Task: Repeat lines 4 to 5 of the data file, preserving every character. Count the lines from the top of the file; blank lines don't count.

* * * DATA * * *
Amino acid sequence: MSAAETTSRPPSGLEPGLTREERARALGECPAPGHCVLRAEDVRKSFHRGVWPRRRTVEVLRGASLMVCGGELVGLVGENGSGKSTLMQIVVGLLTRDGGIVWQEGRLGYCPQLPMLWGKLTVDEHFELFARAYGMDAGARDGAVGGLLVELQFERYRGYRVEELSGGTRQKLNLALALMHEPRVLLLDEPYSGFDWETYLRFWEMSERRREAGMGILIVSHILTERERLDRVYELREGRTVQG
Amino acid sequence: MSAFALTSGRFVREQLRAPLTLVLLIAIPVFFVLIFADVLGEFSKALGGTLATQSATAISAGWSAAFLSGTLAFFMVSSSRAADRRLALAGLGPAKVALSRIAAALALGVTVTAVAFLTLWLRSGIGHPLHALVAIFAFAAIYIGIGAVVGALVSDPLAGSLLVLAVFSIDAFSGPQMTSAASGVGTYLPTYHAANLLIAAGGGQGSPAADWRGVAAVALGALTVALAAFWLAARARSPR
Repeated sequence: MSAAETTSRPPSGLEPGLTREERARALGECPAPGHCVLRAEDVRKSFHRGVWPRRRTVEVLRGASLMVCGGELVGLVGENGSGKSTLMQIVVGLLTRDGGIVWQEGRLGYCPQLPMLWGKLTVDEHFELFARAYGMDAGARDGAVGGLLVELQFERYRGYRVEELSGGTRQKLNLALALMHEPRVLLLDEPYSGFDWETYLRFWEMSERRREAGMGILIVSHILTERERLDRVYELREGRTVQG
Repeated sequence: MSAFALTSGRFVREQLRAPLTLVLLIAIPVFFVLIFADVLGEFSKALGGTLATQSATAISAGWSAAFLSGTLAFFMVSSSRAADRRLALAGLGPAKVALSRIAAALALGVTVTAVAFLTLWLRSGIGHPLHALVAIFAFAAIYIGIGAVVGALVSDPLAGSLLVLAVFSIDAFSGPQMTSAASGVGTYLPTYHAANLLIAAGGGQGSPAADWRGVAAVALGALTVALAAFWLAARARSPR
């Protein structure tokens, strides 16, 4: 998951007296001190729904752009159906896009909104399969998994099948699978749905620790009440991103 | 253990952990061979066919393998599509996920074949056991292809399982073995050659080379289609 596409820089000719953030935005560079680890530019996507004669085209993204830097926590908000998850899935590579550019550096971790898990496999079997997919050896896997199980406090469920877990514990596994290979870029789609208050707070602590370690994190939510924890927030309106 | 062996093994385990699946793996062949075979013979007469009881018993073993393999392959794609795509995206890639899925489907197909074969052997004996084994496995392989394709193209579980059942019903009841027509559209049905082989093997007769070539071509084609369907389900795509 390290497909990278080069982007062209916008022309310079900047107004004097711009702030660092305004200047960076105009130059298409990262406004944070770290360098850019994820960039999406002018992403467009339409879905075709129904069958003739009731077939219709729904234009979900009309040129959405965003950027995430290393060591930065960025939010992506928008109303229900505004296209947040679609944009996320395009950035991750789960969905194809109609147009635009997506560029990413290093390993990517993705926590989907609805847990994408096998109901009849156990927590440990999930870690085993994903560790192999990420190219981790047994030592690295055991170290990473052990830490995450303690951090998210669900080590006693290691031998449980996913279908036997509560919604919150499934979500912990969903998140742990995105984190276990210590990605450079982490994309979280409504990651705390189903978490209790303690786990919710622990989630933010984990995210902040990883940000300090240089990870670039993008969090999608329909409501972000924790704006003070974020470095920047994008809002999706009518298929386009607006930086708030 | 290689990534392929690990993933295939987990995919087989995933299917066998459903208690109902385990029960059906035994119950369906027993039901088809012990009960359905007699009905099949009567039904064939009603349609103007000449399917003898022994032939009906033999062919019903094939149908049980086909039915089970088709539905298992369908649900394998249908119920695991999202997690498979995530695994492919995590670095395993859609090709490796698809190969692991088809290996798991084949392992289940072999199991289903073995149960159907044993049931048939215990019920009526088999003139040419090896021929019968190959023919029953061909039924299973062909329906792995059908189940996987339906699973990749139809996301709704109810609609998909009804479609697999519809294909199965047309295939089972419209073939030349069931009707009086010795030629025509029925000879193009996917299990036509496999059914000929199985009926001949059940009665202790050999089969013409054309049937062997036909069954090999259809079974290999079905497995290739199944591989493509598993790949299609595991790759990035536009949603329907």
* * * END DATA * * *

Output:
Repeated sequence: MSAFALTSGRFVREQLRAPLTLVLLIAIPVFFVLIFADVLGEFSKALGGTLATQSATAISAGWSAAFLSGTLAFFMVSSSRAADRRLALAGLGPAKVALSRIAAALALGVTVTAVAFLTLWLRSGIGHPLHALVAIFAFAAIYIGIGAVVGALVSDPLAGSLLVLAVFSIDAFSGPQMTSAASGVGTYLPTYHAANLLIAAGGGQGSPAADWRGVAAVALGALTVALAAFWLAARARSPR
């Protein structure tokens, strides 16, 4: 998951007296001190729904752009159906896009909104399969998994099948699978749905620790009440991103 | 253990952990061979066919393998599509996920074949056991292809399982073995050659080379289609 596409820089000719953030935005560079680890530019996507004669085209993204830097926590908000998850899935590579550019550096971790898990496999079997997919050896896997199980406090469920877990514990596994290979870029789609208050707070602590370690994190939510924890927030309106 | 062996093994385990699946793996062949075979013979007469009881018993073993393999392959794609795509995206890639899925489907197909074969052997004996084994496995392989394709193209579980059942019903009841027509559209049905082989093997007769070539071509084609369907389900795509 390290497909990278080069982007062209916008022309310079900047107004004097711009702030660092305004200047960076105009130059298409990262406004944070770290360098850019994820960039999406002018992403467009339409879905075709129904069958003739009731077939219709729904234009979900009309040129959405965003950027995430290393060591930065960025939010992506928008109303229900505004296209947040679609944009996320395009950035991750789960969905194809109609147009635009997506560029990413290093390993990517993705926590989907609805847990994408096998109901009849156990927590440990999930870690085993994903560790192999990420190219981790047994030592690295055991170290990473052990830490995450303690951090998210669900080590006693290691031998449980996913279908036997509560919604919150499934979500912990969903998140742990995105984190276990210590990605450079982490994309979280409504990651705390189903978490209790303690786990919710622990989630933010984990995210902040990883940000300090240089990870670039993008969090999608329909409501972000924790704006003070974020470095920047994008809002999706009518298929386009607006930086708030 | 290689990534392929690990993933295939987990995919087989995933299917066998459903208690109902385990029960059906035994119950369906027993039901088809012990009960359905007699009905099949009567039904064939009603349609103007000449399917003898022994032939009906033999062919019903094939149908049980086909039915089970088709539905298992369908649900394998249908119920695991999202997690498979995530695994492919995590670095395993859609090709490796698809190969692991088809290996798991084949392992289940072999199991289903073995149960159907044993049931048939215990019920009526088999003139040419090896021929019968190959023919029953061909039924299973062909329906792995059908189940996987339906699973990749139809996301709704109810609609998909009804479609697999519809294909199965047309295939089972419209073939030349069931009707009086010795030629025509029925000879193009996917299990036509496999059914000929199985009926001949059940009665202790050999089969013409054309049937062997036909069954090999259809079974290999079905497995290739199944591989493509598993790949299609595991790759990035536009949603329907």